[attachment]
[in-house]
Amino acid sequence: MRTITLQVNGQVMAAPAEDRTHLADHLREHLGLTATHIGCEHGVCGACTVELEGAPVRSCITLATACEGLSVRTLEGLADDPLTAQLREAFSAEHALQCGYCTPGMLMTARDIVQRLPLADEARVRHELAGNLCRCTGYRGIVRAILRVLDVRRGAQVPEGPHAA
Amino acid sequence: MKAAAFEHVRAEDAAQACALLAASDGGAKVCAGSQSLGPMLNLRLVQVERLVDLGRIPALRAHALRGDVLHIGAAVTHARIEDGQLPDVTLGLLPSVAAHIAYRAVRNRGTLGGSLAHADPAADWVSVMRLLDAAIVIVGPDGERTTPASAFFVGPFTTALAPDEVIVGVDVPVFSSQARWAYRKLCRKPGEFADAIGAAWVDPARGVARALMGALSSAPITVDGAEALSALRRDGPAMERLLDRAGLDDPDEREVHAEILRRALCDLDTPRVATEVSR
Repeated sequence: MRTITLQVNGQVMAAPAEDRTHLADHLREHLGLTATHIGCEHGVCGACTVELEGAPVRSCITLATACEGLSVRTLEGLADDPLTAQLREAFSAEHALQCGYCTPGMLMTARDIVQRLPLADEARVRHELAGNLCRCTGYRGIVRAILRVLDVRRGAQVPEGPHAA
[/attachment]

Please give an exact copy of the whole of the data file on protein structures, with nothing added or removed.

[in-house]
Amino acid sequence: MRTITLQVNGQVMAAPAEDRTHLADHLREHLGLTATHIGCEHGVCGACTVELEGAPVRSCITLATACEGLSVRTLEGLADDPLTAQLREAFSAEHALQCGYCTPGMLMTARDIVQRLPLADEARVRHELAGNLCRCTGYRGIVRAILRVLDVRRGAQVPEGPHAA
Amino acid sequence: MKAAAFEHVRAEDAAQACALLAASDGGAKVCAGSQSLGPMLNLRLVQVERLVDLGRIPALRAHALRGDVLHIGAAVTHARIEDGQLPDVTLGLLPSVAAHIAYRAVRNRGTLGGSLAHADPAADWVSVMRLLDAAIVIVGPDGERTTPASAFFVGPFTTALAPDEVIVGVDVPVFSSQARWAYRKLCRKPGEFADAIGAAWVDPARGVARALMGALSSAPITVDGAEALSALRRDGPAMERLLDRAGLDDPDEREVHAEILRRALCDLDTPRVATEVSR
Repeated sequence: MRTITLQVNGQVMAAPAEDRTHLADHLREHLGLTATHIGCEHGVCGACTVELEGAPVRSCITLATACEGLSVRTLEGLADDPLTAQLREAFSAEHALQCGYCTPGMLMTARDIVQRLPLADEARVRHELAGNLCRCTGYRGIVRAILRVLDVRRGAQVPEGPHAA